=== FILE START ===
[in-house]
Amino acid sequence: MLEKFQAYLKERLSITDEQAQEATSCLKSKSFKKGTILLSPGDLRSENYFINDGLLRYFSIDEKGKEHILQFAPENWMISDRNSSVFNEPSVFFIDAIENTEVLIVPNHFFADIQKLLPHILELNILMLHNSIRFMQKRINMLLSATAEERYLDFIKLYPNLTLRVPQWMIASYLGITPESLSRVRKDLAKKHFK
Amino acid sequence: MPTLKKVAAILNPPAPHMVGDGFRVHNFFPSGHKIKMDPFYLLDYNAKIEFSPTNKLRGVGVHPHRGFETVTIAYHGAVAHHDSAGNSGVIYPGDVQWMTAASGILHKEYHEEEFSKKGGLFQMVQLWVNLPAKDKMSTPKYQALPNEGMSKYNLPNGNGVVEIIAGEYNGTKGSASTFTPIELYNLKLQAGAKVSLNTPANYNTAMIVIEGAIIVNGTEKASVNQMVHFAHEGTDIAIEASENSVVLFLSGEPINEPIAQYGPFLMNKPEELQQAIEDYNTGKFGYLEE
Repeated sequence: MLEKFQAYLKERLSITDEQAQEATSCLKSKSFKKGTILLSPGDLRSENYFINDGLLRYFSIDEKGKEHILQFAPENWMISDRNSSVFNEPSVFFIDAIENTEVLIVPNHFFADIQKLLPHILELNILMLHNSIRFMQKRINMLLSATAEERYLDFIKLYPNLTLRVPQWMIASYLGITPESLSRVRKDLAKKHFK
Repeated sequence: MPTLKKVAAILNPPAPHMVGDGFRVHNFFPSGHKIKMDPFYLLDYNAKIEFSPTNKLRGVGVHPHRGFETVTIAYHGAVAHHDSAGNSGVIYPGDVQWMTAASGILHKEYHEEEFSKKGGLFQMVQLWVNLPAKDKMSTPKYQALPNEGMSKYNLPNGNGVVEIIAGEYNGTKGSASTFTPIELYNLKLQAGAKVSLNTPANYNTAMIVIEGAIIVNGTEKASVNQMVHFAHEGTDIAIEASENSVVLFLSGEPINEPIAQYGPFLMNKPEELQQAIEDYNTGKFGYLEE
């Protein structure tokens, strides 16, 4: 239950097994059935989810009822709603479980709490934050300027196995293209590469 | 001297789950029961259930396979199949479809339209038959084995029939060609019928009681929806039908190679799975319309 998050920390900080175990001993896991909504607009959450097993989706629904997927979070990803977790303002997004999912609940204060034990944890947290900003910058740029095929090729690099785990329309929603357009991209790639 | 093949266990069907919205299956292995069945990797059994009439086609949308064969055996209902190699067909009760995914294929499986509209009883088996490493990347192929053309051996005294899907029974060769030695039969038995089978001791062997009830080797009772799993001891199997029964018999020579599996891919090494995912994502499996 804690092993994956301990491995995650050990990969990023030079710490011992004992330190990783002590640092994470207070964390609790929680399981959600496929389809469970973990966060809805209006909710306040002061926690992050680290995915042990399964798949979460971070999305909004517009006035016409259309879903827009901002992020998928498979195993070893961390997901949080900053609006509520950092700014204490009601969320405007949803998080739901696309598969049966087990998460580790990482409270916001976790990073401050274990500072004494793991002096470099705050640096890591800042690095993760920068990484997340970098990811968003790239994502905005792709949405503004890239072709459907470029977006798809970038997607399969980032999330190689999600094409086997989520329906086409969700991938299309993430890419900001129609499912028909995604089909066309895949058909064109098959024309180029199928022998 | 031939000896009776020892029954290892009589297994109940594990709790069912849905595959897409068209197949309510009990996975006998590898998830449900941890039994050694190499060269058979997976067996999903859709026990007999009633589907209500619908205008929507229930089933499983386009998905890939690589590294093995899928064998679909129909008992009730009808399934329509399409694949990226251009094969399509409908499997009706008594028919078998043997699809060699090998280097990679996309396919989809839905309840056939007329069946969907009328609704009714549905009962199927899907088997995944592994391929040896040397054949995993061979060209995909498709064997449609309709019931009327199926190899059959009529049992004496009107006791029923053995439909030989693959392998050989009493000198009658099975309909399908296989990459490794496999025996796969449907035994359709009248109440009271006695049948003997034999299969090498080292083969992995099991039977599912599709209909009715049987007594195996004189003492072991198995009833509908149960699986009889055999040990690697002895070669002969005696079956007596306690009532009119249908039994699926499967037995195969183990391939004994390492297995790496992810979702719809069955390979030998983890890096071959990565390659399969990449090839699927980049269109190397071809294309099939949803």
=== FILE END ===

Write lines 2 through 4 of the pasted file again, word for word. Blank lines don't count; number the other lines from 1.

Amino acid sequence: MLEKFQAYLKERLSITDEQAQEATSCLKSKSFKKGTILLSPGDLRSENYFINDGLLRYFSIDEKGKEHILQFAPENWMISDRNSSVFNEPSVFFIDAIENTEVLIVPNHFFADIQKLLPHILELNILMLHNSIRFMQKRINMLLSATAEERYLDFIKLYPNLTLRVPQWMIASYLGITPESLSRVRKDLAKKHFK
Amino acid sequence: MPTLKKVAAILNPPAPHMVGDGFRVHNFFPSGHKIKMDPFYLLDYNAKIEFSPTNKLRGVGVHPHRGFETVTIAYHGAVAHHDSAGNSGVIYPGDVQWMTAASGILHKEYHEEEFSKKGGLFQMVQLWVNLPAKDKMSTPKYQALPNEGMSKYNLPNGNGVVEIIAGEYNGTKGSASTFTPIELYNLKLQAGAKVSLNTPANYNTAMIVIEGAIIVNGTEKASVNQMVHFAHEGTDIAIEASENSVVLFLSGEPINEPIAQYGPFLMNKPEELQQAIEDYNTGKFGYLEE
Repeated sequence: MLEKFQAYLKERLSITDEQAQEATSCLKSKSFKKGTILLSPGDLRSENYFINDGLLRYFSIDEKGKEHILQFAPENWMISDRNSSVFNEPSVFFIDAIENTEVLIVPNHFFADIQKLLPHILELNILMLHNSIRFMQKRINMLLSATAEERYLDFIKLYPNLTLRVPQWMIASYLGITPESLSRVRKDLAKKHFK